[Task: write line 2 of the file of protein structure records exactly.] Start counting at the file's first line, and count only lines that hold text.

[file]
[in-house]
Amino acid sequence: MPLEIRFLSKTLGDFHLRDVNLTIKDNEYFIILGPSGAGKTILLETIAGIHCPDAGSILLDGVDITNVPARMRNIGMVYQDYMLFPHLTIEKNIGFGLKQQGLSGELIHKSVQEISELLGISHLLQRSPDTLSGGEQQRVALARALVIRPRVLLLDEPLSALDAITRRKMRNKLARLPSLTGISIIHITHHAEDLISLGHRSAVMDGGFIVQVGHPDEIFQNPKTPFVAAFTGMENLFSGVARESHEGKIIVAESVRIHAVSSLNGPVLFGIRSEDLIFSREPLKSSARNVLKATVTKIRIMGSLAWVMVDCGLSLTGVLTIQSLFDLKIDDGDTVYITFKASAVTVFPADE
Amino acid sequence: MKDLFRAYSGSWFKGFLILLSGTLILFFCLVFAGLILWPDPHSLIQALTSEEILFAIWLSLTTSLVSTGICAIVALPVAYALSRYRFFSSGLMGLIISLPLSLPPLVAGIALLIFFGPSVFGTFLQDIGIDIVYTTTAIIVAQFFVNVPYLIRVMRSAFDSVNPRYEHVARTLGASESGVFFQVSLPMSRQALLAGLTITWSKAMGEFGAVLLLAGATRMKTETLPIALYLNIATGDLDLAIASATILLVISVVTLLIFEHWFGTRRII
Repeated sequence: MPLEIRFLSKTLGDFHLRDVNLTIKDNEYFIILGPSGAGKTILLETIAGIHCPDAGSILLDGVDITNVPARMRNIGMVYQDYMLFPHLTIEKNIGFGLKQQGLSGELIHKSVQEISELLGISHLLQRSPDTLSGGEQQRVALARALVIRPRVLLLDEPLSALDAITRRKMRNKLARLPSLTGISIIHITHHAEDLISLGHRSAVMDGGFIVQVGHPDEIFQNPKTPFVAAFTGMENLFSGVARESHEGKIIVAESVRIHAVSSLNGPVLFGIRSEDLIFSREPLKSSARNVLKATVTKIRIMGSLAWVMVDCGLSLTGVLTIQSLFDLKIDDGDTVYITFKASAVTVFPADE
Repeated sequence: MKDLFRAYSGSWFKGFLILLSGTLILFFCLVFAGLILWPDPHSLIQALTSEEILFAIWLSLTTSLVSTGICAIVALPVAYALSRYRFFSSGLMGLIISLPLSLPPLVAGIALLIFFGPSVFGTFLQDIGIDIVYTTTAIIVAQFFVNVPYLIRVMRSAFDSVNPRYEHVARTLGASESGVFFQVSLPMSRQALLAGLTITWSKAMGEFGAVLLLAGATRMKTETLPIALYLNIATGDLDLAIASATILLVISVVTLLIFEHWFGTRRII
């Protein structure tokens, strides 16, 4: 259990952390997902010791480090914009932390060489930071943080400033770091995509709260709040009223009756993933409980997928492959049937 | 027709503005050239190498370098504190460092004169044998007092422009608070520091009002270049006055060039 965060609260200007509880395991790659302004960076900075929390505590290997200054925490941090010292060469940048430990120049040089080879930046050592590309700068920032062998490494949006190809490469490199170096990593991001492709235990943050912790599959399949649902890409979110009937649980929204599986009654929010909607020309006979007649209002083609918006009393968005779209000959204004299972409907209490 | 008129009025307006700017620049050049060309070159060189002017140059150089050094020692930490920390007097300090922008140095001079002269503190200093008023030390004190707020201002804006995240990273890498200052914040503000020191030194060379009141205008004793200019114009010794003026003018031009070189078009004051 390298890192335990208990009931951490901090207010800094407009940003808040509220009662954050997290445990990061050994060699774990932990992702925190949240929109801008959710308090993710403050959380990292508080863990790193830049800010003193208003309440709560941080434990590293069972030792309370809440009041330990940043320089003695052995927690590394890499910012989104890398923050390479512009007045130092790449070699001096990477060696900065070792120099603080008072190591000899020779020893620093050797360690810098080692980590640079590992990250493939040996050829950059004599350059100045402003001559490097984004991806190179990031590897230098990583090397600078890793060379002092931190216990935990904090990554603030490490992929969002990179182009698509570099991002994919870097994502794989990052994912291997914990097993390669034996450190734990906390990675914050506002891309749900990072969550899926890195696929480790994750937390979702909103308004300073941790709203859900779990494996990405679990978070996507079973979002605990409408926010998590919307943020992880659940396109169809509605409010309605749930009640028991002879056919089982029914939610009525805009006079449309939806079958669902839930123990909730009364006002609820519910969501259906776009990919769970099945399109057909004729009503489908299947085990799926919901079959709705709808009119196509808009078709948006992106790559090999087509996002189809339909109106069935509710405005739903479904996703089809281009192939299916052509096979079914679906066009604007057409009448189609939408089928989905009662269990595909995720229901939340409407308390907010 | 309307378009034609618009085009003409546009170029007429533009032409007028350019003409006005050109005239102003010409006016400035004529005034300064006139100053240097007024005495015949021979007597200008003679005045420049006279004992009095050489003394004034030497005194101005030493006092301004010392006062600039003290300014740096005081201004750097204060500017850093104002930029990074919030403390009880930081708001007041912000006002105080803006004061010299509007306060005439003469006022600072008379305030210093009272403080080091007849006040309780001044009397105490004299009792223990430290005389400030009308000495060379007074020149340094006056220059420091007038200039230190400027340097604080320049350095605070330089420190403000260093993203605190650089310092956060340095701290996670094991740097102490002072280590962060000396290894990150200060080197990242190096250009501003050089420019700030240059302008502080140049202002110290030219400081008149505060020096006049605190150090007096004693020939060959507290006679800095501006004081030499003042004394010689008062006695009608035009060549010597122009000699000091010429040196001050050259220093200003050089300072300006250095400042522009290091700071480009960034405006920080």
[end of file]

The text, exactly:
Amino acid sequence: MPLEIRFLSKTLGDFHLRDVNLTIKDNEYFIILGPSGAGKTILLETIAGIHCPDAGSILLDGVDITNVPARMRNIGMVYQDYMLFPHLTIEKNIGFGLKQQGLSGELIHKSVQEISELLGISHLLQRSPDTLSGGEQQRVALARALVIRPRVLLLDEPLSALDAITRRKMRNKLARLPSLTGISIIHITHHAEDLISLGHRSAVMDGGFIVQVGHPDEIFQNPKTPFVAAFTGMENLFSGVARESHEGKIIVAESVRIHAVSSLNGPVLFGIRSEDLIFSREPLKSSARNVLKATVTKIRIMGSLAWVMVDCGLSLTGVLTIQSLFDLKIDDGDTVYITFKASAVTVFPADE